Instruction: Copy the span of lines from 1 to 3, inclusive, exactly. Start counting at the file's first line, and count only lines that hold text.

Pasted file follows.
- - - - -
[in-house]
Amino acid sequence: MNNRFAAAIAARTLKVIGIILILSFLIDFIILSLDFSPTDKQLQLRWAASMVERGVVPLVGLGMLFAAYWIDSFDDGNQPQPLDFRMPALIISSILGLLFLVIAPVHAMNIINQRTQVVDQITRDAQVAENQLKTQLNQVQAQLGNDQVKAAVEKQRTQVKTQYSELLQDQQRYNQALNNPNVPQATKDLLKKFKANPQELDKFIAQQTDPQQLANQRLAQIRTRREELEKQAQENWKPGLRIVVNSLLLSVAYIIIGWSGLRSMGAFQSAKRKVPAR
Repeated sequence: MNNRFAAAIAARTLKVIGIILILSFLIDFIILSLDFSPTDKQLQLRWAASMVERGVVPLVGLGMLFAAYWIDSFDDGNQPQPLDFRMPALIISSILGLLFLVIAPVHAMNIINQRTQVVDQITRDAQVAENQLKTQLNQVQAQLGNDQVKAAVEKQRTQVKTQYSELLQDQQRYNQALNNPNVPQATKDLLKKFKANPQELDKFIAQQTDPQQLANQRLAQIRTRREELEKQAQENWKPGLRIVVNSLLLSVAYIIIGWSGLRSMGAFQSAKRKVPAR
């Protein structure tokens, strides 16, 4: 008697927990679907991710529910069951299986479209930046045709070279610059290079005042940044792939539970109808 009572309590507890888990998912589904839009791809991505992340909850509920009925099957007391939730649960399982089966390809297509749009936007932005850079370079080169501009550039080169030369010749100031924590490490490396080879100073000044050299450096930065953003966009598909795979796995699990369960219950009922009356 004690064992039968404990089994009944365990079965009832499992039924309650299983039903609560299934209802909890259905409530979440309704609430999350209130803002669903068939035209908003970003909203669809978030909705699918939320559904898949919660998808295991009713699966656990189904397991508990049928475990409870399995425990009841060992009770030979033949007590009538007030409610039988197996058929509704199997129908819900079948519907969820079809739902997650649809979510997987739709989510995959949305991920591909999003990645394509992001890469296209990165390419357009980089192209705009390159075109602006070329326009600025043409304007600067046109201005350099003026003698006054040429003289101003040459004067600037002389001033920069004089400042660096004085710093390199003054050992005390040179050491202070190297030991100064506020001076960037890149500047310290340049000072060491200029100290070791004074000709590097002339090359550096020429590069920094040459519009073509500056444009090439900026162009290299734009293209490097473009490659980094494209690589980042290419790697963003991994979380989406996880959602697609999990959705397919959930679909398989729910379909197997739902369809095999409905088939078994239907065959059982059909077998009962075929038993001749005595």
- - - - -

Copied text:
[in-house]
Amino acid sequence: MNNRFAAAIAARTLKVIGIILILSFLIDFIILSLDFSPTDKQLQLRWAASMVERGVVPLVGLGMLFAAYWIDSFDDGNQPQPLDFRMPALIISSILGLLFLVIAPVHAMNIINQRTQVVDQITRDAQVAENQLKTQLNQVQAQLGNDQVKAAVEKQRTQVKTQYSELLQDQQRYNQALNNPNVPQATKDLLKKFKANPQELDKFIAQQTDPQQLANQRLAQIRTRREELEKQAQENWKPGLRIVVNSLLLSVAYIIIGWSGLRSMGAFQSAKRKVPAR
Repeated sequence: MNNRFAAAIAARTLKVIGIILILSFLIDFIILSLDFSPTDKQLQLRWAASMVERGVVPLVGLGMLFAAYWIDSFDDGNQPQPLDFRMPALIISSILGLLFLVIAPVHAMNIINQRTQVVDQITRDAQVAENQLKTQLNQVQAQLGNDQVKAAVEKQRTQVKTQYSELLQDQQRYNQALNNPNVPQATKDLLKKFKANPQELDKFIAQQTDPQQLANQRLAQIRTRREELEKQAQENWKPGLRIVVNSLLLSVAYIIIGWSGLRSMGAFQSAKRKVPAR